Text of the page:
# Discovering the positron

The positron - the antimatter counterpart of the electron - was discovered in a cloud chamber in 1932. The particle is still making tracks today

William H. Sweet and Gordon L. Brownell at Massachusetts General Hospital in Boston suggested using the radiation emitted by positron annihilation to improve the quality of brain images by increasing sensitivity and resolution. They published a description of the first positron-imaging device to record three-dimensional data of the brain in their 1953 paper *Localization of brain tumors with positron emitters* in * Nucleonics XI*. This was the beginning of positron emission tomography.

The discovery was confirmed soon after by Occhialini and Blacket, who published *Some photographs of the tracks of penetrating radiation* in the journal *Proceedings of the Royal Society A*. Anderson's observations proved the existence of the antiparticles predicted by Dirac. For discovering the positron, Anderson shared the 1936 Nobel prize in physics with Victor Hess.

For years to come, cosmic rays remained the only source of high-energy particles. The next antiparticle physicists were looking for was the antiproton. Much heavier than the positron, the antiproton is the antiparticle of the proton. It would not be confirmed experimentally for another 22 years.

Paul Dirac published a paper mathematically predicting the existence of an antielectron that would have the same mass as an electron but the opposite charge. The two particles would mutually annihilate upon interaction.

“This new development requires no change whatever in the formalism when expressed in terms of abstract symbols denoting states and observables, but is merely a generalization of the possibilities of representation of these abstract symbols by wave functions and matrices. Under these circumstances one would be surprised if Nature had made no use of it,” he wrote.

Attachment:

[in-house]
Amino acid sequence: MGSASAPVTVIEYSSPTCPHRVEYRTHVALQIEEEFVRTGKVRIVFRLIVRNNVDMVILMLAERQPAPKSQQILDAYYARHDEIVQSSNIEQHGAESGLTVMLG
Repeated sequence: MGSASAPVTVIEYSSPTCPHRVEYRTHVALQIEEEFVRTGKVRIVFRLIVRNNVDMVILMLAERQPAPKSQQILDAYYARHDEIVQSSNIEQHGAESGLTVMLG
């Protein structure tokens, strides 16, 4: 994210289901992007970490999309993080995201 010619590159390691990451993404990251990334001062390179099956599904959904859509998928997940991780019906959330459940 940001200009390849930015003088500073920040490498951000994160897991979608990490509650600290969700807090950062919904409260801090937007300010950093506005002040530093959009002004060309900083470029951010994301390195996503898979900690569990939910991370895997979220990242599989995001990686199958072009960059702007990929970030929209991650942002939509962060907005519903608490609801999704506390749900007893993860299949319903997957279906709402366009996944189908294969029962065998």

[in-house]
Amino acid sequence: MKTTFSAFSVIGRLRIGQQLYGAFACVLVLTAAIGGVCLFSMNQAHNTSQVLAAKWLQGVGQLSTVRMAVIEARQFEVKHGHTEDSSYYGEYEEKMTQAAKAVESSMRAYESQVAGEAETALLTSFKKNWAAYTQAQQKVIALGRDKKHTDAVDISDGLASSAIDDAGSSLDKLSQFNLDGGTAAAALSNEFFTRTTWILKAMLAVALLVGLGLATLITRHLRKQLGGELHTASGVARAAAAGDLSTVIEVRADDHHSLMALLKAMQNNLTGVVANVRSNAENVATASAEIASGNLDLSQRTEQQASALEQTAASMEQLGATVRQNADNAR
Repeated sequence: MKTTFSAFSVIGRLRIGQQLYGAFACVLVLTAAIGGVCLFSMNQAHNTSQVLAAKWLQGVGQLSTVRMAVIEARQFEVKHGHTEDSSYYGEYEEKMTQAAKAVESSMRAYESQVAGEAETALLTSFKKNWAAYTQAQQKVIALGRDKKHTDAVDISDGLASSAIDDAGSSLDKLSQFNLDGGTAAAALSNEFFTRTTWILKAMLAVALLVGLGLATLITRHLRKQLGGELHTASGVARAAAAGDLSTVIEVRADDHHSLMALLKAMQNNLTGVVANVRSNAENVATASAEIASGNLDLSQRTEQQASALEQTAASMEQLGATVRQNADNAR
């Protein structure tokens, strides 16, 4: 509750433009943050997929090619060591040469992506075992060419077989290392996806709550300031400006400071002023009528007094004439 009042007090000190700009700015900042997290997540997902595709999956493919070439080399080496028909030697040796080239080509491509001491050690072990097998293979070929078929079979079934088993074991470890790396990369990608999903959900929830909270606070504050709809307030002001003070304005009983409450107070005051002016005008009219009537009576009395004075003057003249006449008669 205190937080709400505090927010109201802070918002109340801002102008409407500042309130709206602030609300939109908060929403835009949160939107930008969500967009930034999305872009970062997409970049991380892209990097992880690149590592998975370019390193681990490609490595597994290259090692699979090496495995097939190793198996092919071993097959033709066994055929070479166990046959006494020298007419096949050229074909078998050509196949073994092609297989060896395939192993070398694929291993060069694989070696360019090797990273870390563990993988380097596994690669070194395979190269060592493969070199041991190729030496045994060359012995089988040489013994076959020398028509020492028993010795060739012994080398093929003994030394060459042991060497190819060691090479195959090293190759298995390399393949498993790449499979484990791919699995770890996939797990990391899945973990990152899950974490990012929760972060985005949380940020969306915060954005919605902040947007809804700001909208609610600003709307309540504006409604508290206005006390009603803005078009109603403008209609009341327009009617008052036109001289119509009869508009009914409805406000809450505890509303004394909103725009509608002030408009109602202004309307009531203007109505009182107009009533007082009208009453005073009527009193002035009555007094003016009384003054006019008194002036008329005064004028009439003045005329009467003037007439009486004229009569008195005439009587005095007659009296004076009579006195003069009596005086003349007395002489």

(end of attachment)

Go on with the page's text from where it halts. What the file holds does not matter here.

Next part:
While studying cosmic rays in a Wilson cloud chamber, the Soviet academic Dimitri Skobeltsyn noticed something unexpected among the tracks left by high-energy charged particles. Some particles would act like electrons but curve the opposite way in a magnetic field. In an independent experiment that same year, Caltech graduate student Chung-Yao Chao observed the same phenomenon. The results were inconclusive, and both scientists disregarded the anomaly.

In 1928, British physicist Paul Dirac wrote down an equation that combined quantum theory and special relativity to describe the behaviour of an electron moving at a relativistic speed. The equation would allow whole atoms to be treated in a manner consistent with Einstein's relativity theory. Dirac's equation appeared in his paper *The quantum theory of the electron,* received by the journal *Proceedings of the Royal Society A * on 2 January 1928. It won Dirac the Nobel prize in physics in 1933.

But the equation posed a problem: just as the equation x^{2}=4 can have two possible solutions (x=2 or x=-2), so Dirac's equation could have two solutions, one for an electron with positive energy, and one for an electron with negative energy. But classical physics (and common sense) dictated that the energy of a particle must always be a positive number.

Dirac interpreted the equation to mean that for every particle there exists a corresponding antiparticle, exactly matching the particle but with opposite charge. For the electron there should be an "antielectron" identical in every way but with a positive electric charge. In his 1933 Nobel lecture, Dirac explained how he arrived at this conclusion and speculated on the existence of a completely new universe made out of antimatter:

If we accept the view of complete symmetry between positive and negative electric charge so far as concerns the fundamental laws of Nature, we must regard it rather as an accident that the Earth (and presumably the whole solar system), contains a preponderance of negative electrons and positive protons. It is quite possible that for some of the stars it is the other way about, these stars being built up mainly of positrons and negative protons. In fact, there may be half the stars of each kind. The two kinds of stars would both show exactly the same spectra, and there would be no way of distinguishing them by present astronomical methods.